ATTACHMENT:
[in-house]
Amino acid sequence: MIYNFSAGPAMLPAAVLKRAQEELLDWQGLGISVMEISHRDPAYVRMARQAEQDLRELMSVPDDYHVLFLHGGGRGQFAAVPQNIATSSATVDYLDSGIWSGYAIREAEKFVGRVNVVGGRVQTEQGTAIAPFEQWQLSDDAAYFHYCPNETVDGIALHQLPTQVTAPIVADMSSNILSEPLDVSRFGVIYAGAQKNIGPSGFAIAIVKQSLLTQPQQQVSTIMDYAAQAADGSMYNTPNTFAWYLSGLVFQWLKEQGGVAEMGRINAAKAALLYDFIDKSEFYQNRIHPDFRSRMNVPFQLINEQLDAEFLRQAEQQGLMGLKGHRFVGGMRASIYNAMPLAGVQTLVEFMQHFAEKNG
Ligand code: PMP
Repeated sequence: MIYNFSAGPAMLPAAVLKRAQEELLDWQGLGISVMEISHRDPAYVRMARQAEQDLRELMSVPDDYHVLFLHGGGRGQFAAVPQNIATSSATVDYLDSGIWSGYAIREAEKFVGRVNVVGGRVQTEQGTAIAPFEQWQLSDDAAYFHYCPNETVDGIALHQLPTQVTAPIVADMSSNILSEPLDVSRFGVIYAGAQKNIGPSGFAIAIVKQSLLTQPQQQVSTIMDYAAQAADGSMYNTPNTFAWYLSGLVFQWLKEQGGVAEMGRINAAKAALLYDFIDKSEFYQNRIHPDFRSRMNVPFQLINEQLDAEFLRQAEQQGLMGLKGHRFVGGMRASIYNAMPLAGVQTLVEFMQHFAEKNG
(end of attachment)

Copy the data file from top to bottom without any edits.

[in-house]
Amino acid sequence: MIYNFSAGPAMLPAAVLKRAQEELLDWQGLGISVMEISHRDPAYVRMARQAEQDLRELMSVPDDYHVLFLHGGGRGQFAAVPQNIATSSATVDYLDSGIWSGYAIREAEKFVGRVNVVGGRVQTEQGTAIAPFEQWQLSDDAAYFHYCPNETVDGIALHQLPTQVTAPIVADMSSNILSEPLDVSRFGVIYAGAQKNIGPSGFAIAIVKQSLLTQPQQQVSTIMDYAAQAADGSMYNTPNTFAWYLSGLVFQWLKEQGGVAEMGRINAAKAALLYDFIDKSEFYQNRIHPDFRSRMNVPFQLINEQLDAEFLRQAEQQGLMGLKGHRFVGGMRASIYNAMPLAGVQTLVEFMQHFAEKNG
Ligand code: PMP
Repeated sequence: MIYNFSAGPAMLPAAVLKRAQEELLDWQGLGISVMEISHRDPAYVRMARQAEQDLRELMSVPDDYHVLFLHGGGRGQFAAVPQNIATSSATVDYLDSGIWSGYAIREAEKFVGRVNVVGGRVQTEQGTAIAPFEQWQLSDDAAYFHYCPNETVDGIALHQLPTQVTAPIVADMSSNILSEPLDVSRFGVIYAGAQKNIGPSGFAIAIVKQSLLTQPQQQVSTIMDYAAQAADGSMYNTPNTFAWYLSGLVFQWLKEQGGVAEMGRINAAKAALLYDFIDKSEFYQNRIHPDFRSRMNVPFQLINEQLDAEFLRQAEQQGLMGLKGHRFVGGMRASIYNAMPLAGVQTLVEFMQHFAEKNG